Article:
by Alec Guinness
Monday 6 May (1996)
THE LAVENDER HILL MOB is being shown on TV this evening but I won't be watching it. (If only I had received 1 [pound] each time one of the Ealing comedies was shown I would be a rich man. My contract didn't cover mechanical reproduction.) It was a good film, I think; well over forty years old now and mercifully it only lasted an hour and a half. Stanley Holloway and I got on exceedingly well and became good friends. He was always genial, easy-going and meticulously professional.
Ealing Studios never succeeded in killing me in spite of some quite good tries, the first of which was during the making of LAVENDER HILL. Rehearsing a brief scene in which Stanley and I were required to escape from the top of the Eiffel Tower, the director (Charles Crichton) said, 'Alec, there is a trap door over there - where it says Workmen Only - I'd like you to run to it, open it and start running down the spiral staircase. Stanley will follow.' So I did as asked. A very dizzying sight to the ground greeted me. But I completed half a spiral before I noticed that three feet in front of me the steps suddenly ceased - broken off. I sat down promptly where I was and cautiously started to shift myself back to the top, warning Stanley to get out of the way.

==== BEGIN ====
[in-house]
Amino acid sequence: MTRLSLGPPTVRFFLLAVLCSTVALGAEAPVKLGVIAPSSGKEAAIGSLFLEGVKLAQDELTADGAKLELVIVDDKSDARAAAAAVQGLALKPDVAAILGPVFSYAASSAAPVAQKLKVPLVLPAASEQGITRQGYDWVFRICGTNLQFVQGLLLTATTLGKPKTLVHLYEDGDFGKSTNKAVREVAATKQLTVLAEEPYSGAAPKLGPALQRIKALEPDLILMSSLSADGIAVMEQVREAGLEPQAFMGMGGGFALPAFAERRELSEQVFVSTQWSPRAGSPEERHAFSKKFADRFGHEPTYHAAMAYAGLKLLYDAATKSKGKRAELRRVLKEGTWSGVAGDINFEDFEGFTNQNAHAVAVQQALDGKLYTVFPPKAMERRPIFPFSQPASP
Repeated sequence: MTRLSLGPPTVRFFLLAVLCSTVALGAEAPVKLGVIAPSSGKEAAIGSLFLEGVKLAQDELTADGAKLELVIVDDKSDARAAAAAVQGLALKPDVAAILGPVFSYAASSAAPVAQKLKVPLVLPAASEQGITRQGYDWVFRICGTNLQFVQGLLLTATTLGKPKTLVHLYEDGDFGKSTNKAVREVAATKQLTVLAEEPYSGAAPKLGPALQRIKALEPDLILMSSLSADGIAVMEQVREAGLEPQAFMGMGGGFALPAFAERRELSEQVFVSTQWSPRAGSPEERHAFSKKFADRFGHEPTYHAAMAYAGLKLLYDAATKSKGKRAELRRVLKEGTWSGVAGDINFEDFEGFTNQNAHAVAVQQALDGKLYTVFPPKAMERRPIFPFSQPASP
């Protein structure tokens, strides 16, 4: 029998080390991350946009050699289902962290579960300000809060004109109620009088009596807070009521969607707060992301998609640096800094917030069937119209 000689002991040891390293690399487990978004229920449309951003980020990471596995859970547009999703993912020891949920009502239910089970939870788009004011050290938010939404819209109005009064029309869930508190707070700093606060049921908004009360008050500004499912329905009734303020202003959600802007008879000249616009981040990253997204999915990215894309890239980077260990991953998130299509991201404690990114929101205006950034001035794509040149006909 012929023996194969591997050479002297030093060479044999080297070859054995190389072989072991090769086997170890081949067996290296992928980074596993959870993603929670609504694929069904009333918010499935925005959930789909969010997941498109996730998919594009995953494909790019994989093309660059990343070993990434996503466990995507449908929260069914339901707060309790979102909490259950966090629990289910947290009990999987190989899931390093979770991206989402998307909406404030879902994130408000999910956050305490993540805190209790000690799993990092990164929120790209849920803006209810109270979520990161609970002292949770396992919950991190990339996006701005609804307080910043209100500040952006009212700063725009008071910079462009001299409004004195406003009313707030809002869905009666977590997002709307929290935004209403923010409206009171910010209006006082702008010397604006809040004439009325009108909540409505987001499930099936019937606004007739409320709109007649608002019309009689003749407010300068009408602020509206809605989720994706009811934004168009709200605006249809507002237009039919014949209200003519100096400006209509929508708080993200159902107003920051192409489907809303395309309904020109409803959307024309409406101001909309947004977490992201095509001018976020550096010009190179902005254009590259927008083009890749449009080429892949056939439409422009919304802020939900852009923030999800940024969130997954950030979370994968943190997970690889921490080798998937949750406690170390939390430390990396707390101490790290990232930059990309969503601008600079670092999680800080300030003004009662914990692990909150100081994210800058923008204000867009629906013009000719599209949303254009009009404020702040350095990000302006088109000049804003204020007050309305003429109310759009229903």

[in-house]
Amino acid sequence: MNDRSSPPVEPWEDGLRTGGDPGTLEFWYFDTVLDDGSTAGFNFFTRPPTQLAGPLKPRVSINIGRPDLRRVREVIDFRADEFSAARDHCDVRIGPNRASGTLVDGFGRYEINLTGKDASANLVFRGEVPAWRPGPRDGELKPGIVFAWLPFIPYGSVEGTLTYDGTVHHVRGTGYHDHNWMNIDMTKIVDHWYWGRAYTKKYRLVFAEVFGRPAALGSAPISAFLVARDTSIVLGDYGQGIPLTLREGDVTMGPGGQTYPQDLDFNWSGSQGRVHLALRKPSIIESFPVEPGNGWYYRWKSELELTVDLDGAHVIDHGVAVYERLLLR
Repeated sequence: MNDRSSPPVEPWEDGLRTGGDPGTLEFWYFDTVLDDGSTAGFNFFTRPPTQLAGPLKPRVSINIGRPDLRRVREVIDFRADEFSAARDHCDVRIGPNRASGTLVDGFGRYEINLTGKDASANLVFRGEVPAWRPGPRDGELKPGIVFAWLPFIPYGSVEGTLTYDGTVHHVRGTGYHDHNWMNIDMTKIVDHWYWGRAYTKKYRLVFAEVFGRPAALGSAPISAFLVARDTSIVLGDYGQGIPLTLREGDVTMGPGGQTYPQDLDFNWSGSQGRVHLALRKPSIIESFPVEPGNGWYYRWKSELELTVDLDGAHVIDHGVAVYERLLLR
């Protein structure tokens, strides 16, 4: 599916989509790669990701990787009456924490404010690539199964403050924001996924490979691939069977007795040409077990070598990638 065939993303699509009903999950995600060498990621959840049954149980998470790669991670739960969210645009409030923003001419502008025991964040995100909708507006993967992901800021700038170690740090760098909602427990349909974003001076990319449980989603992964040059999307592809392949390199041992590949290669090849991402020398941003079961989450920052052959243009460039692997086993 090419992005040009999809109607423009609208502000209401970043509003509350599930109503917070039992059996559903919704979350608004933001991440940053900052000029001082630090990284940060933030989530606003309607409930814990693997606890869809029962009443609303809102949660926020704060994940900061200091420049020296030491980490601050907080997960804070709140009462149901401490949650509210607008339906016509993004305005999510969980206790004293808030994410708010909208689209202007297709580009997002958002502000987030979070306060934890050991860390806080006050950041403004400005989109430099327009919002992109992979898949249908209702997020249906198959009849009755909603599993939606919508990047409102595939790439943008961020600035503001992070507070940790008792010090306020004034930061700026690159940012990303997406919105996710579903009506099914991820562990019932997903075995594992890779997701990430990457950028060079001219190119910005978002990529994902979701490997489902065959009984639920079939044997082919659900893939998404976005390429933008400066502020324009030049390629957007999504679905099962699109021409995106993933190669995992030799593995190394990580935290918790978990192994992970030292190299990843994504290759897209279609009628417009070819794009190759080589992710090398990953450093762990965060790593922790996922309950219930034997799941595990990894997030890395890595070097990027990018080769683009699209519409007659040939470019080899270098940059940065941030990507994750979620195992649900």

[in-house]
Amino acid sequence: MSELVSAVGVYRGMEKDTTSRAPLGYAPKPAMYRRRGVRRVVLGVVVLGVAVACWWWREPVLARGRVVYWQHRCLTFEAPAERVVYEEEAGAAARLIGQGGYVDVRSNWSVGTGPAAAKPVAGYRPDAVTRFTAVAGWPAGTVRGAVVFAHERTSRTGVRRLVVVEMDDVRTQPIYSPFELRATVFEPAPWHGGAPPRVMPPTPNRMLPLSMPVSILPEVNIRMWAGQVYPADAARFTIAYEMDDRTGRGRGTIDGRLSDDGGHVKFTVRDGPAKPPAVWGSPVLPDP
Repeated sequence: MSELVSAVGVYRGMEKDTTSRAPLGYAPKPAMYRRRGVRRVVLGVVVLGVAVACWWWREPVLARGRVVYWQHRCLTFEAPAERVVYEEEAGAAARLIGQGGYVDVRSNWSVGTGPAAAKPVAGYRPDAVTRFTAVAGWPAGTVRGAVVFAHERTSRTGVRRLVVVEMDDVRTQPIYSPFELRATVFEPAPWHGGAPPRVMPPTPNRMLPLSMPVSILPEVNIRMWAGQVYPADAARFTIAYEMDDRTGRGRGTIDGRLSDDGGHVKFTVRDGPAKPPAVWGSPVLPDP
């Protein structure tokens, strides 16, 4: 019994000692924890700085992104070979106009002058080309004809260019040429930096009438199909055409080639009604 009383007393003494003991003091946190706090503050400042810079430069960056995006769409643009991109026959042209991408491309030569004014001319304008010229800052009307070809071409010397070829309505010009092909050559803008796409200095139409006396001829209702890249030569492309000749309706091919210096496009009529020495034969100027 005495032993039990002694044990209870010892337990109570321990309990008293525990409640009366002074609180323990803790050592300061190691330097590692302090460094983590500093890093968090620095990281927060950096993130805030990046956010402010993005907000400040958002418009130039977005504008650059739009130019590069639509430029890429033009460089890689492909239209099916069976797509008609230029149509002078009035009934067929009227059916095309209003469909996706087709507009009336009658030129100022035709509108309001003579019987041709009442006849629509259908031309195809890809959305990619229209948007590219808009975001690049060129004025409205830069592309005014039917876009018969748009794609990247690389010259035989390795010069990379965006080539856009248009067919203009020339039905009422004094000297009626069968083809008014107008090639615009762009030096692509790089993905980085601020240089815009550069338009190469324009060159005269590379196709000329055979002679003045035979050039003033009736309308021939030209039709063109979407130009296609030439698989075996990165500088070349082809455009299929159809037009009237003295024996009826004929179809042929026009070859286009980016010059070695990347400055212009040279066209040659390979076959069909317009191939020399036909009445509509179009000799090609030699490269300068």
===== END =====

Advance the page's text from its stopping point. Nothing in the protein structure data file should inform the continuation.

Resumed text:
'What the hell are you doing?' the director yelled. 'Down! Further down!'
'Further down is eternity,' I called back.
Stanley and I regained the panoramic view of Paris pale and shaking. No one had checked up on the staircase and no one apologized; that wasn't Ealing policy.